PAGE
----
27 July 2010


To the unschooled eye the vines all look the same, creating a daunting sight walking into the vineyard to begin pruning. Each vine, however, displays it's own idiosyncrasies from seasons past. Within a minute or so each vine's potential quality (and quantity) for the 2011 vintage will be determined.

Winter, thus far, has been unsympathetic to pruning. We don't prune in the rain - due mainly to increased risk of spreading potential disease between vines. Hence we're currently about 2 weeks behind schedule.

For us in the winery we relish pruning our superior parcels - we walk out of each row with the vines and  soil essentially undisturbed until spring. This includes burning all of the previous years growth removed from the vine. This serves two mains purposes - repressing the spread of potential diseased cuttings while avoiding the need for a tractor to pass over the soil to mulch the cuttings. While we minimise all tractor passes through the vineyard, we finely mulch and forage many of the cuttings as an essential ingredient during our compost assemblage.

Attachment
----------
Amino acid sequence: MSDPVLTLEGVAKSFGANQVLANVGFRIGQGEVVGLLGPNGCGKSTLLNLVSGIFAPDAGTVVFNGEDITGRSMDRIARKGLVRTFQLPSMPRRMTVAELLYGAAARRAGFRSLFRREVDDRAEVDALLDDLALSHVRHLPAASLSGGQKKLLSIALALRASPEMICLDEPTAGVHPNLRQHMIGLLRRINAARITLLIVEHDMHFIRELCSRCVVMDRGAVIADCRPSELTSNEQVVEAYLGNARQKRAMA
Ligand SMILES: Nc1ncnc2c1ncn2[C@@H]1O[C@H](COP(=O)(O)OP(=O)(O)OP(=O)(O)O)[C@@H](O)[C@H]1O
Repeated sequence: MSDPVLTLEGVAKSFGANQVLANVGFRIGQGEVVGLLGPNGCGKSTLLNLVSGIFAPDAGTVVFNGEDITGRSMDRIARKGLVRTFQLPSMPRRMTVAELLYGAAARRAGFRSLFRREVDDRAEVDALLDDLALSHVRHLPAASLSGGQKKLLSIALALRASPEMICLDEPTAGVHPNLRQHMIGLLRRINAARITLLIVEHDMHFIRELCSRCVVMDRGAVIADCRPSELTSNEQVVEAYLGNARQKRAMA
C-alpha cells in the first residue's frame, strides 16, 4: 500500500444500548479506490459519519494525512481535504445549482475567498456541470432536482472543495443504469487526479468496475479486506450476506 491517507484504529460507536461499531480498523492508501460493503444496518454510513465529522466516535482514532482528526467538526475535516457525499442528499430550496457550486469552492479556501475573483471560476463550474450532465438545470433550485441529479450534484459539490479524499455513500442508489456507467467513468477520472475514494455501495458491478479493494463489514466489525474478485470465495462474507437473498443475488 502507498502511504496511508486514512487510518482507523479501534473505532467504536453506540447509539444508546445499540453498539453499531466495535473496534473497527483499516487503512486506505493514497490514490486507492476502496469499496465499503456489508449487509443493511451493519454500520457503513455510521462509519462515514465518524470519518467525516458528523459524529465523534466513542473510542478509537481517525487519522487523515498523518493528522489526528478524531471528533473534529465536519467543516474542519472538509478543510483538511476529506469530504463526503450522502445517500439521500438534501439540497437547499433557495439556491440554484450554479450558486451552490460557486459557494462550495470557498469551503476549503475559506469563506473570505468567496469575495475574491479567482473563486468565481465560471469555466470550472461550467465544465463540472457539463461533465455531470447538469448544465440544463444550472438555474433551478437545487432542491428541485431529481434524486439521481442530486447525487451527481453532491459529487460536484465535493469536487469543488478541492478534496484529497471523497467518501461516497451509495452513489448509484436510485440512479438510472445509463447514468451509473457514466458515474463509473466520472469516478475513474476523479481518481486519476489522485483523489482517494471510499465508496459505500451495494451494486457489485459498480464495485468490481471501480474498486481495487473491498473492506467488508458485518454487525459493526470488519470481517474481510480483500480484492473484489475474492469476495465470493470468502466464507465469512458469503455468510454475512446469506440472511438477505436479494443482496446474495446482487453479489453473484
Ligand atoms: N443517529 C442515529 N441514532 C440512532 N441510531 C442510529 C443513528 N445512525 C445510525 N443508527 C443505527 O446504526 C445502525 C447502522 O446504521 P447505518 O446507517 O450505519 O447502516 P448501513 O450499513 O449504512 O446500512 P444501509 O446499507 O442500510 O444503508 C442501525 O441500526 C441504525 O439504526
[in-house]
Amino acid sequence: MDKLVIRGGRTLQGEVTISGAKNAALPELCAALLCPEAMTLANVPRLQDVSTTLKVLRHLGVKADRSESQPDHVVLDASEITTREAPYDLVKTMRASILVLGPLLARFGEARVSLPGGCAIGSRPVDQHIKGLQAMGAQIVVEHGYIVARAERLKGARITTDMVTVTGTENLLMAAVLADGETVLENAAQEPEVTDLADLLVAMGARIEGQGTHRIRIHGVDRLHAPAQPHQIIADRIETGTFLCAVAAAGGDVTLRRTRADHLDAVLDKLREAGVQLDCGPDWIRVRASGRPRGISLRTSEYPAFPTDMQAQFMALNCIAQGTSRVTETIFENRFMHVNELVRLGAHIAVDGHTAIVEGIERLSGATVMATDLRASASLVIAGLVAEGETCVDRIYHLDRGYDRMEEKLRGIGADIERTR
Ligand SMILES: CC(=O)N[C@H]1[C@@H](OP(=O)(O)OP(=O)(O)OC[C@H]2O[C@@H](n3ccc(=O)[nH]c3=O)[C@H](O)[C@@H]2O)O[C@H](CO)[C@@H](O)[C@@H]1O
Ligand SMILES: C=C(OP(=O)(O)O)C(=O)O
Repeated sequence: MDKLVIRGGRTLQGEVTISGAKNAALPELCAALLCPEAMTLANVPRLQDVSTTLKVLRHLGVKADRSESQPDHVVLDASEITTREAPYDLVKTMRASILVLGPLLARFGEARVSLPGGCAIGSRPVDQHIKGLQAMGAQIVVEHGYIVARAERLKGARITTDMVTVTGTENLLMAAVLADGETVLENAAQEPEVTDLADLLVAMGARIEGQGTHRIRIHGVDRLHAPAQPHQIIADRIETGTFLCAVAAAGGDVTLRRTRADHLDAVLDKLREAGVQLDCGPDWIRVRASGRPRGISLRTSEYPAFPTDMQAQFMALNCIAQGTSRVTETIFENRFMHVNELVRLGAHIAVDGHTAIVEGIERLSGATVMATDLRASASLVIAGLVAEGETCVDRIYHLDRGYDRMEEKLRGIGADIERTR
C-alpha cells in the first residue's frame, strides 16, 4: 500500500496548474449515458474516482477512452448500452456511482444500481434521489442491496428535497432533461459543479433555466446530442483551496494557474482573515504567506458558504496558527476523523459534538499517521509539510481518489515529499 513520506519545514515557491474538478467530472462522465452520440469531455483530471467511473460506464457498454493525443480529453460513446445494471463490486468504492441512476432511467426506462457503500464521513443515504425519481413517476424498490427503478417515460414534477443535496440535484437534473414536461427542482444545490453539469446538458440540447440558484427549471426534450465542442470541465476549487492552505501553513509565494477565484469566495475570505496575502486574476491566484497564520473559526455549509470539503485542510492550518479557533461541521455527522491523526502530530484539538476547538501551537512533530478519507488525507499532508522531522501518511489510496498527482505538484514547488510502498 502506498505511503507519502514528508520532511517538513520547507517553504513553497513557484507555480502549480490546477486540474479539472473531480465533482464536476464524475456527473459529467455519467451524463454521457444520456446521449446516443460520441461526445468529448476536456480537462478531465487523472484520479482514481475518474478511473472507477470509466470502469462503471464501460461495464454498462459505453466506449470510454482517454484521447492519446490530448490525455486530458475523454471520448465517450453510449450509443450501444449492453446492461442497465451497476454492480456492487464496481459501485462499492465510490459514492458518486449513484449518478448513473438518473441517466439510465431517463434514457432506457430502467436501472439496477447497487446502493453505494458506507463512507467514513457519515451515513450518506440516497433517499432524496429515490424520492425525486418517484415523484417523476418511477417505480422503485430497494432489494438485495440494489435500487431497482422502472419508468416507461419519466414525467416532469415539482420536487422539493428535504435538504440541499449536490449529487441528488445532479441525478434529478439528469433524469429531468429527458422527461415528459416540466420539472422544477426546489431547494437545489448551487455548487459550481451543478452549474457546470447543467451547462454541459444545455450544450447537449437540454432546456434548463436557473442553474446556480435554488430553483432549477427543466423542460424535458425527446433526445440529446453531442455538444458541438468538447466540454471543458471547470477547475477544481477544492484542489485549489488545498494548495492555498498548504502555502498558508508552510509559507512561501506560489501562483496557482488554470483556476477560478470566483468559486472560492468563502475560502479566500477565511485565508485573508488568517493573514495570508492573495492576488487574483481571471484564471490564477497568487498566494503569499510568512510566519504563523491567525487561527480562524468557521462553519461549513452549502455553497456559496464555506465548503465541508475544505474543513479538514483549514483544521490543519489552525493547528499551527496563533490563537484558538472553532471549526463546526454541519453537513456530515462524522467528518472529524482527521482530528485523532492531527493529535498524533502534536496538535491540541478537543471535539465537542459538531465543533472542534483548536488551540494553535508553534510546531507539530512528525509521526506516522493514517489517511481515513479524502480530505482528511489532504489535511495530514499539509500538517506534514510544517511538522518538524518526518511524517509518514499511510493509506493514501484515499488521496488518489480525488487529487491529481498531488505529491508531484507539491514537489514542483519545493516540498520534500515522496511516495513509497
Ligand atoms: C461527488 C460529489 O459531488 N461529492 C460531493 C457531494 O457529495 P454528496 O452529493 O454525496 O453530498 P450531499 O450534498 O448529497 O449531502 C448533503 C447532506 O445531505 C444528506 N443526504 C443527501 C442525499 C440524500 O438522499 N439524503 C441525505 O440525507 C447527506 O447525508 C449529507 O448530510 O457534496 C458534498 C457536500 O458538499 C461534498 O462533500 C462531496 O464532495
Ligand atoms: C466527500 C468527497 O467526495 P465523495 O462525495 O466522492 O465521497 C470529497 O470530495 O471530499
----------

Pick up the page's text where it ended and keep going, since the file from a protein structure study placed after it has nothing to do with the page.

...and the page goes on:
The result. Two canes, each with 3 or 4 upward facing buds, tightly wrapped around the wire.

Fleetingly in the cellar to top barrels the music tends to be alluring and pensive...

01 July 2010

happy new year?

Erm, happy new year! With our first post of the year it seems we've missed both summer & autumn in our aim to pass on our daily reflections. A cool and forlorn summer followed by a beautiful autumn resulted in a belated, amorphous harvest that has resulted in vibrant aromatic whites & restrained, elegant reds. More on their evolution soon...

As harvest concluded a few of our senior staff escaped to Taruna for a weekend recap on biodynamic preparations. Here's a few of our captivating creations...

Yarrow flowers matured in a stag's bladder (prep 502)
Chamomile flowers stuffed into a cow's intestine (prep 503)
 Burying firmly packed nettle (prep 504)